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Bearing the brunt of globalization
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09:19, July 03, 2008

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Last year, more than 20 workers at a factory in Wuxi, Jiangsu province that produces nickel-cadmium batteries for electronic products giant Panasonic were found to be suffering from high levels of cadmium, a toxic and cancer-causing chemical.

Two of the workers were diagnosed to be suffering from cadmium poisoning, an affliction high on health authorities' danger list of occupational diseases.

Such poisoning is said to be able to cause kidney failure, lung cancer and bone disease.

"For the safety of workers and environmental protection, this kind of battery, which is cheap to produce and safe to use but hazardous to make, has been barred from production in Japan and other developed countries," said Li Tao, director of the National Institute Of Occupational Health and Poison Control under the Chinese Center for Disease Control and Prevention.

"Now the batteries are largely made in China, and the industry is causing illnesses among workers and poisoning the soil and water," Li said.

Accounting for 3 percent of total battery sales worldwide, the nickel-cadmium batteries are reportedly still widely used in toys, wireless phones and other electronic goods sold in several developed countries, even though the European Union has banned sales of the battery.

"The production was outsourced to China because no one in the United States wanted to deal with the waste from cadmium," said Josef Daniel-Ivad, vice-president for research and development at US-based battery company Pure Energy Visions.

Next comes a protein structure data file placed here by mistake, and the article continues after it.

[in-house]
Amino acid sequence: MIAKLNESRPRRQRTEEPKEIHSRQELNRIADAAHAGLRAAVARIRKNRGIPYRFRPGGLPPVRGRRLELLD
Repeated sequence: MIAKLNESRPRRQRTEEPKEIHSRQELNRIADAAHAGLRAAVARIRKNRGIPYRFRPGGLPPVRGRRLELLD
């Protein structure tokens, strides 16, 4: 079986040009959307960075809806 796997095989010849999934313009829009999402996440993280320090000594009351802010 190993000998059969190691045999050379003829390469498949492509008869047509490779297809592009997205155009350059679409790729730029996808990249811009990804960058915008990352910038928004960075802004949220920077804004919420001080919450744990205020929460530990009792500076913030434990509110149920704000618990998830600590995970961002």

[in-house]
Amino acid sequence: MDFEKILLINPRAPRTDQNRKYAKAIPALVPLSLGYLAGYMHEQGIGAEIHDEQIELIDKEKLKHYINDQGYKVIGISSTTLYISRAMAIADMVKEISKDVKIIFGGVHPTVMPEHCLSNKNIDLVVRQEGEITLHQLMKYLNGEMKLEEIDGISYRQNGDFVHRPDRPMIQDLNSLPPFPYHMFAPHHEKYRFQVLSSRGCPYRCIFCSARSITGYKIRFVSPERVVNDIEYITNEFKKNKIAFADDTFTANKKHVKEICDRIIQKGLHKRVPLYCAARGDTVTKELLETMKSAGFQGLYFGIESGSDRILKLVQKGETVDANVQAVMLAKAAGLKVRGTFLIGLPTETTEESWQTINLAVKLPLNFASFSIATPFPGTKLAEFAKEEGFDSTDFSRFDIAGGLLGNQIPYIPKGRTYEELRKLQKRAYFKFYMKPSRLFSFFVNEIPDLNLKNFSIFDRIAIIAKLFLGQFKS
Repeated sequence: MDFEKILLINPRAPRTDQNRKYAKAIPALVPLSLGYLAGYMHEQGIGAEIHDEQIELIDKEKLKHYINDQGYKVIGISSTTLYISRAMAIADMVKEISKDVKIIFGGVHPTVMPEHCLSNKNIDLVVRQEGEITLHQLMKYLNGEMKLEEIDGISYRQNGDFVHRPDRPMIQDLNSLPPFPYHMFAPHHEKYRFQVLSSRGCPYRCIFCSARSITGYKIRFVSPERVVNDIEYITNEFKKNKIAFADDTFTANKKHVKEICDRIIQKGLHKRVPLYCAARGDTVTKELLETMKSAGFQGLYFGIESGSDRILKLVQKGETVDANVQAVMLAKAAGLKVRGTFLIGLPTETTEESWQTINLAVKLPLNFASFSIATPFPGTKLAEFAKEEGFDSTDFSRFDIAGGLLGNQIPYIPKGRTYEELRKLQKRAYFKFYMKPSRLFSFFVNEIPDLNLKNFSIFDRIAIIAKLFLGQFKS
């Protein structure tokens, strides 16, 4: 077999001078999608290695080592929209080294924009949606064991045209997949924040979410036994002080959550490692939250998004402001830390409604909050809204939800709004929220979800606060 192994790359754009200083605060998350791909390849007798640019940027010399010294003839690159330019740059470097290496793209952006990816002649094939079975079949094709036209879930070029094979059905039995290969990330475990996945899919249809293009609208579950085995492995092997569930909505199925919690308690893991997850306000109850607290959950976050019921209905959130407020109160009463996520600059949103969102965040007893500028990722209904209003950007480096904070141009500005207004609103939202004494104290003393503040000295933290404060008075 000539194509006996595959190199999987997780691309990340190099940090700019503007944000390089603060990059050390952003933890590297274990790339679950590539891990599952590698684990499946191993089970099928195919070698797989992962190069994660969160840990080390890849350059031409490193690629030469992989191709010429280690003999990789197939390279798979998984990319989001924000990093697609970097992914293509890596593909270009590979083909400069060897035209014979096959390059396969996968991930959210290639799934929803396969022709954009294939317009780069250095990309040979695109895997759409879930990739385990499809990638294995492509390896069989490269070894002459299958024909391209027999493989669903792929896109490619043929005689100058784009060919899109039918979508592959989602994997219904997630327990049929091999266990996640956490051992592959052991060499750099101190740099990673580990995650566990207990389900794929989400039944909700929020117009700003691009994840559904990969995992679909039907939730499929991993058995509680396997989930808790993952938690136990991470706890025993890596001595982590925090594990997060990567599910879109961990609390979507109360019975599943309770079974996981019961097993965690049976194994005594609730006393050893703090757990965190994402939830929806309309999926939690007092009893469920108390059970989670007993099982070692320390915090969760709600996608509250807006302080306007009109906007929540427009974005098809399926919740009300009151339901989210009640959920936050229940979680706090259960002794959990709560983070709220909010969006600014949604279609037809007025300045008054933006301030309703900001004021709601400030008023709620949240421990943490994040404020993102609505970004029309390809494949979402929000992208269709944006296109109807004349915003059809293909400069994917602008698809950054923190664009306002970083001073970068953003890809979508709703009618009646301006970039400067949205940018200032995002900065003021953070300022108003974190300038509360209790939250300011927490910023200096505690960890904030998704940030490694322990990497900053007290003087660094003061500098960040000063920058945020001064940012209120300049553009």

The cadmium poisoning in Wuxi is one example of how China and its factory workers are faced with health and environmental challenges from industries transferred from developed countries, that in turn help fuel the country's economic growth amid increasing globalization.

Cases of outsourced industries that harm the health of Chinese workers are not uncommon, Li said.

Of the 758 million workers from the country's 16 million industrial enterprises, nearly 200 million come into contact with various work-related hazards, figures from the Ministry of Health showed.

By the end of 2006, there were 676,562 reported cases of people suffering from occupational diseases, which incurred annual economic losses of 300 billion yuan ($43.8 billion).

Another instance of workers facing health hazards from industries outsourced from abroad is the tatami-producing industry.

Tatami is a mat produced from a grass-like plant that is used widely as floor coverings in Japan.

The industry has shifted to China and a number of other countries in Southeast Asia, with Ningbo, Zhejiang province, making 70 percent of the tatami mats sold in Japan, Li said.

Ningbo generates about 1.2 billion yuan ($173 million) from the tatami business every year, with most of the mats being exported to Japan, Li said.

During the production process, workers are said to be exposed to a clay dye dust known as "sendo", which is used to prevent fading of the mat color and to strengthen it.

"The dust contains 20 to 30 percent of free silica and is therefore a potential cause of pneumoconiosis, commonly known as the incurable black lung disease, when workers inhale the dust and toxic material," Li said.

The black lung disease takes up more than 70 percent of reported cases of occupational health and has killed 146,195 people, Health Ministry figures showed.

Nationwide, there have been 10,000 new cases of pneumoconiosis reported every year for the past 15 years, mostly in the mining and manufacturing industries.